#144 Belvoir Castle
Kaukab al-Hawa "Star of the Winds" [Arabic]
Kochav HaYarden "Star of the Jordan" [Yiddish]
Northern District, Israel
1168-~1180
This is NOT an official Lego site

This early concentric castle was built in 1168 by the Grand Master of the Order of the Knights of St. John [or Hospitallers], Gilbert of Assailly [near Lyon, France]. The land, about 12 miles south of the Sea of Galilee, was purchased by the Knights Hospitaller from Velos, a French nobleman.  The castle stands 1,600 feet above the Jordan River Valley, commanding the route into the Kingdom of Jerusalem from Gilead.  It is the best preserved castle in Israel, though when visited by T. E. Lawrence (of Arabia) it was still considered to be a simple, single enclosure castle. Lawrence wrote in his 1936 Crusader Castles [Immel Publishing] "At Belvoir, Rey declares that there are traces of a square keep inside the ditch and wall, and this of course if true would be somewhat puzzling: neither Mr. Pirie-Gordon nor myself however could find the slightest trace of its existence. Rey was probably deceived by the wall of some Arab house."
Archaeologist E. G. Rey (1837-1916) would prove in the end to be much more observant than the 21 year old T. E. Lawrence. Between 1963 and 1968 the Israel Department of Antiquities discovered that Belvoir was much more complex: an early example of the concentric castle plan that was used not only in later Crusader Castles, but notably by Edward I in Wales. The castle was highly symmetrical with square towers at the corners of both the outer and inner castles, and curtain towers on all sides of the outer wall, especially at the complex entrance.  Belvoir was to influence the design of castles for centuries to come.
At the time Belvoir was being built, the Sultan of Egypt and Syria, Salah ad-Din Yusuf (aka Saladin) had forged a truce with the Kingdom of Jerusalem following his defeat by the knight Raynald of Châtillon, who had stayed in the Holy Land after the unsuccessful 2nd Crusade [1145-9]. Raynald however continued to hinder shipping and attacked caravans. Saladin besieged the city of Tiberias in 1187 and foolishly King Guy of Jerusalem took his army to meet him at the Horns of Hattin outside Tiberias, where Saladin scored a resounding victory. Saladin next captured Jerusalem then sent his army to besiege Belvoir. Fortunately the winter rains soon came and the muddy and demoralized Muslim army soon gave up the siege. Saladin returned in the spring of 1188 and on January 5, 1189, Belvoir surrendered. An Arab governor occupied Belvoir until 1219, when the Ayyubid ruler in Damascus slighted the castle. It was ceded back to the Franks in 1241 but abandoned in 1263 following the victories of Mamluk Sultan Baibars of Egypt. Belvoir was an Arab village when it was abandoned during the 1947-8 war.  The Israelis soon removed all traces of the Arab presence.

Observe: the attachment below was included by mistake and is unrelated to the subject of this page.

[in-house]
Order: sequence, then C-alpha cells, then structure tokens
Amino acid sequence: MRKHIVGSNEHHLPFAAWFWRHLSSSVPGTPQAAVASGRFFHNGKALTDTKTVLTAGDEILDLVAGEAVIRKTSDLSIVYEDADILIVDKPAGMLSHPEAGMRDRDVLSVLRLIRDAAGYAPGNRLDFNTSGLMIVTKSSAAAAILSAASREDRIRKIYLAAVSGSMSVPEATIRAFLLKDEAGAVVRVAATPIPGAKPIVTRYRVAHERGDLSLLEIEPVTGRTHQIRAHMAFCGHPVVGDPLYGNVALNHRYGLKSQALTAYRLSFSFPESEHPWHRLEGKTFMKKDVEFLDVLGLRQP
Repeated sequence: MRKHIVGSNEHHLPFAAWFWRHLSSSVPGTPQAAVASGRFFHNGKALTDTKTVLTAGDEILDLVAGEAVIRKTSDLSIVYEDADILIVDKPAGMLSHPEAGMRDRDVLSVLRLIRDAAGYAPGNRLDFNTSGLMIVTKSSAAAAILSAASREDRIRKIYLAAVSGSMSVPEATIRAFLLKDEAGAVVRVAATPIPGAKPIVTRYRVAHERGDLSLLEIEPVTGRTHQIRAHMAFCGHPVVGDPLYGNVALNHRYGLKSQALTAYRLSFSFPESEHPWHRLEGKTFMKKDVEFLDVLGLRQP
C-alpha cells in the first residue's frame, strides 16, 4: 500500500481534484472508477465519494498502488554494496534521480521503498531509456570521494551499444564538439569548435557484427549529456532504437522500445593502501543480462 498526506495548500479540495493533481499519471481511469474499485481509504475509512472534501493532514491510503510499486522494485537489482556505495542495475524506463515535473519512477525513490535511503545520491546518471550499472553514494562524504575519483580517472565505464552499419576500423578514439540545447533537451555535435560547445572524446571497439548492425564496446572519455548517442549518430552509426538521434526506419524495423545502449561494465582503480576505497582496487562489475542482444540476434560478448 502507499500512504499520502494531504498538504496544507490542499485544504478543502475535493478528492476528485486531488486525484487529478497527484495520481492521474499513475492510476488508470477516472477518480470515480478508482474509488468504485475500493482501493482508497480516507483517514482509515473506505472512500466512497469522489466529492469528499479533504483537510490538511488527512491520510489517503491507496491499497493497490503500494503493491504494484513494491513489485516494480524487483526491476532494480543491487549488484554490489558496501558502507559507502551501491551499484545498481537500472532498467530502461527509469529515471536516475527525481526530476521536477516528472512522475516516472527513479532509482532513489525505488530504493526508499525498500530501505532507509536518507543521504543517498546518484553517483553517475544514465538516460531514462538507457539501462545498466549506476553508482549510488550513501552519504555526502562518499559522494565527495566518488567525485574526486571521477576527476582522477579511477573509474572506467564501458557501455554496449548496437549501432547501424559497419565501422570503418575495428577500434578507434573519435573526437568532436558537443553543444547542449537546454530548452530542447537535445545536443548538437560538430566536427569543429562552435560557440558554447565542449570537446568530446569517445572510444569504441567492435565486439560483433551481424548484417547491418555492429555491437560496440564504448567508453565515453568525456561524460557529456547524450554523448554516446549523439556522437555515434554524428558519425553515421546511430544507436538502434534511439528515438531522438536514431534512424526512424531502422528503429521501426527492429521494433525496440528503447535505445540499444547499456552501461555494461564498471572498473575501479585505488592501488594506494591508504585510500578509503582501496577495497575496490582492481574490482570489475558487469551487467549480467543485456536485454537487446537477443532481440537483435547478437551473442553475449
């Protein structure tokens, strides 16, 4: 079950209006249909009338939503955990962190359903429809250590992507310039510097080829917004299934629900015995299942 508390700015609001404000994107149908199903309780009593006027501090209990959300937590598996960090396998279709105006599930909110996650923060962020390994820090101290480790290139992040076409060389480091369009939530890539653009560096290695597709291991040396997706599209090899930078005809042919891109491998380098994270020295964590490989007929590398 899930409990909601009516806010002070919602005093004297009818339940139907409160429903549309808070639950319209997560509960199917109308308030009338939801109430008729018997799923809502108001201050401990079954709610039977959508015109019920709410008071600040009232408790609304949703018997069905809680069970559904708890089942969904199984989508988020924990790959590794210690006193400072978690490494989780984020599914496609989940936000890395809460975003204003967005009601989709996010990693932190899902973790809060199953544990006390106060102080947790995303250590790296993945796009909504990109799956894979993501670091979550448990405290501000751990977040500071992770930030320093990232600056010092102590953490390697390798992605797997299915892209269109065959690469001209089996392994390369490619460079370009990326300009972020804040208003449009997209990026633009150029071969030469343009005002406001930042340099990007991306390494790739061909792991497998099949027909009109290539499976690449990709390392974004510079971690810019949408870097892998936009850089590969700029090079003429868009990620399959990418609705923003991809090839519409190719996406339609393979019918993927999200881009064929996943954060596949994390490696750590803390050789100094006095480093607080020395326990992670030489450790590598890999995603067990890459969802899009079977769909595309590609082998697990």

One of the surviving gates
A panorama of the ruin [Google Maps offers an impressive walk-about]
A cellar in the castle
Pre-excavation Plan from
T. E. Lawrence' 1936
book Crusader Castles
Floor Plan from Hugh
Kennedy's 1994 book
Crusader Castles
Floor Plan with key
Conjectural Drawing at Belvoir
National Park in Israel
Another drawing of what Belvoir
might have looked like

 

Photos of the Lego Model
under construction beginning August
On August 28, Belvoir Castle is laid
out with minor adjustments made for
the availability of tan slopes.
The ditch seems more pronounced
on the north and west sides, so the